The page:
Why Create TypeScript
Next, we will take a closer look at the distinctive features of both languages and how they affect the development process.
Differences in typing
Yes, you can set additional conditions in the code that prohibit the user from performing certain actions or entering data that can “break” the entire code. However, this requires additional time and testing.
In the case of TypeScript, the user simply cannot enter another data type than a number, since this is the type used throughout the function. True, the user will not receive any message by default – the action simply will not be performed, but the code will not break. Additionally, you can write different warnings for such cases, but this is not necessary, since it does not affect performance in any way. True, in the function code, all variables will have to set data types. It’s not too difficult, but it can be tedious when writing large volumes.
This feature is associated with different logic for performing typing. For static ones, all data types that the program or function will work with are already predefined. If you try to use another data type, if it cannot be adapted to the specified type, the program simply will not run further. In the case of dynamic typing, data types do not have to be specified in the code, as they will be adjusted automatically. This saves a little time and simplifies development a little, but increases the likelihood of errors.
With TypeScript, everything is easier – you can check individual pieces of code right in the editor. And all this without the need to run the program itself. So you can be sure that the check will not be affected by the execution of other functions and you will get the result exactly for the piece of code you are interested in. The simplified check became possible just thanks to static typing.
Compatibility between languages
An IDE or development environment helps make it easier to write code. Unlike conventional text or code editors, they have many useful features for the developer: code navigation, syntax highlighting, error correction recommendations, built-in compiler and debugger. Using full-fledged IDEs not only makes the programmer’s work more comfortable, but also improves the quality of the finished code.
TypeScript supports most popular development environments and code editors. Among them: WebStorm, Visual Studio Code, Atom, Eclipse and others. If they don’t have support enabled by default, it can easily be added using third-party free plugins.
TypeScript full OOP
This means that code written in TS will have support for such basic components as: classes, inheritance, interfaces, arrays, objects, and much more. The concept of OOP makes it easy to create well-organized, scalable code, making TypeScript a great choice for growing projects.
Refactoring and Lightweight Code Working
Refactoring is the process of improving code while developing or maintaining an existing project. In fact, its main task is to improve readability, facilitate support by other developers. At the same time, the functionality should not change in any way – the program or part of it works the same as before. TypeScript is doing great in terms of refactoring due to:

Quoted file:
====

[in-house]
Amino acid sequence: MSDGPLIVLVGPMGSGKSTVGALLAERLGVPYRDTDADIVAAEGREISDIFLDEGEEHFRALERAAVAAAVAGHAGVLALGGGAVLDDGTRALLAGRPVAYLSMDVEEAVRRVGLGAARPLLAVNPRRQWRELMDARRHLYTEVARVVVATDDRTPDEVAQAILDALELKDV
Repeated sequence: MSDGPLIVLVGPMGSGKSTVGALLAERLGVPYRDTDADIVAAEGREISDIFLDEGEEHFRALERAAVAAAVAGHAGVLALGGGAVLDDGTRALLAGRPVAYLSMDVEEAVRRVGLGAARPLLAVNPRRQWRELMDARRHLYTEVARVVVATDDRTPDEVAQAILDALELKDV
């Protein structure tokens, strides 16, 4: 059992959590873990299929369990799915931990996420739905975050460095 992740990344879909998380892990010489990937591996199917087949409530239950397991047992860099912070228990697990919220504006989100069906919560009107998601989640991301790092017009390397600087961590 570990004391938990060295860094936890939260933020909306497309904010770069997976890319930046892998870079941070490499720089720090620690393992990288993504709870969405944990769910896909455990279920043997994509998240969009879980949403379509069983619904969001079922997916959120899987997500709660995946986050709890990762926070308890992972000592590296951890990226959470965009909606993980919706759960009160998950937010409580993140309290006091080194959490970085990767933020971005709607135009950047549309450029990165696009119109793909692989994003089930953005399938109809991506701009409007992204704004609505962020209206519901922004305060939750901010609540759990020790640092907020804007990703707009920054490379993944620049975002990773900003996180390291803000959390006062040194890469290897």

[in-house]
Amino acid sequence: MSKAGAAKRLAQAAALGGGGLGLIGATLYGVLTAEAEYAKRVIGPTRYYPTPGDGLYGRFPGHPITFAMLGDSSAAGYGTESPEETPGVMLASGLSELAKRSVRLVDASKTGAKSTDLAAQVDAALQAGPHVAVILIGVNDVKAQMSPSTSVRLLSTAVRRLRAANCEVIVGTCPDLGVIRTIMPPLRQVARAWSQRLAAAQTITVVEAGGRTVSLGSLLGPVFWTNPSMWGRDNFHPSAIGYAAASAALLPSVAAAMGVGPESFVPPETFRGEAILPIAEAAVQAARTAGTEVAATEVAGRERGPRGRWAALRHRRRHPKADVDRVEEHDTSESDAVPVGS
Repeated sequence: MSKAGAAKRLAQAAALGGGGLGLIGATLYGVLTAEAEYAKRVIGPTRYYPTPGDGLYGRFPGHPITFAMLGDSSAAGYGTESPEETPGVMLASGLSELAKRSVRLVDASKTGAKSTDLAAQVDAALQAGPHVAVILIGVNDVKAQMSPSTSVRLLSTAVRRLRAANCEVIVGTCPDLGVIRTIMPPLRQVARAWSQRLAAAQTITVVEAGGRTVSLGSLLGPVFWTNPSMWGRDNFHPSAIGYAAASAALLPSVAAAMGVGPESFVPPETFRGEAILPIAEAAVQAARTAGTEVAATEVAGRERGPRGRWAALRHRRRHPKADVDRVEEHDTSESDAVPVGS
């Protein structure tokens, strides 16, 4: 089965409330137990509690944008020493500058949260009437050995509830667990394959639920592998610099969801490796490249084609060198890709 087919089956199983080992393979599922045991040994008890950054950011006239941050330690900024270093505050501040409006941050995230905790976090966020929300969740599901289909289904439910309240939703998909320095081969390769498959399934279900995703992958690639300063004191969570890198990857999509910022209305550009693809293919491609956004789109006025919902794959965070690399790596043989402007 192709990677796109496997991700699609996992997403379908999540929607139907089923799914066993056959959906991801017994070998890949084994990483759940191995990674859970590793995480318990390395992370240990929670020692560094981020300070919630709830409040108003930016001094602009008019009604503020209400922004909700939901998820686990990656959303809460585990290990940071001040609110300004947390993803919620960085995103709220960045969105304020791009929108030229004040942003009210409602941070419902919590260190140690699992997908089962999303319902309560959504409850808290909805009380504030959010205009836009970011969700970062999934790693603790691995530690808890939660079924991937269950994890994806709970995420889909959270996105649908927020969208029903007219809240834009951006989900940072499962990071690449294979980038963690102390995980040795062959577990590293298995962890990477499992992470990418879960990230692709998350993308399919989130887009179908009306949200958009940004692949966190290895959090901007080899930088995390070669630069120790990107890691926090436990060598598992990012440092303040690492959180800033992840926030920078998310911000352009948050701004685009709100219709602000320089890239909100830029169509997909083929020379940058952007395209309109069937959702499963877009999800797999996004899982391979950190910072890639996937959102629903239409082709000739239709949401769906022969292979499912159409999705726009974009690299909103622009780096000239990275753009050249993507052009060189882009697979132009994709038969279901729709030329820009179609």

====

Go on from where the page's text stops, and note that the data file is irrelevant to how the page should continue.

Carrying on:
Excellent IDE compatibility. Due to the fact that errors and syntax are highlighted automatically, it is very easy to make changes to the project.
There are built-in hints for some common mistakes. For example, you changed the name of a function, but forgot to replace it in other places where it occurs. Since other program components will refer to a non-existent function, an error will occur. IDEs that support TypeScript warn of such gaps, which allows you to quickly make changes to all names.
Disadvantages of TypeScript
The features discussed above are more likely to be the advantages of TypeScript. However, it has its drawbacks, which also need to be considered.
- Need subordination
If we are talking about a development team, then it would be nice if it develops its own coding standards and begins to conduct regular code reviews. This way it will turn out to reveal all the possibilities of TypeScript to the maximum.
- Incomplete control over data types
- Difficulty using third party libraries
What’s next for TypeScript
How to install typescript
It, unlike JS, will not work normally without first installing certain packages. First you need to install Node.js. In general, all web developers should have it, as it is necessary to support many tools. Node.js is installed by analogy with regular programs: go to the official website, download the required version and install it like a regular program.
Along with Node.js, the npm package manager will be installed on your computer. With its help, TypeScript is installed:
- Open npm panel in terminal. This can be done even in the code editor by simply launching the built-in terminal.
- Write the command there: npm install -g typescript and press Enter to apply.
- Wait a while for the packages to install. You will not receive completion notifications. You can verify that the installation is correct using the tsc -v command. After executing it, you will see the current version of TypeScript on your computer.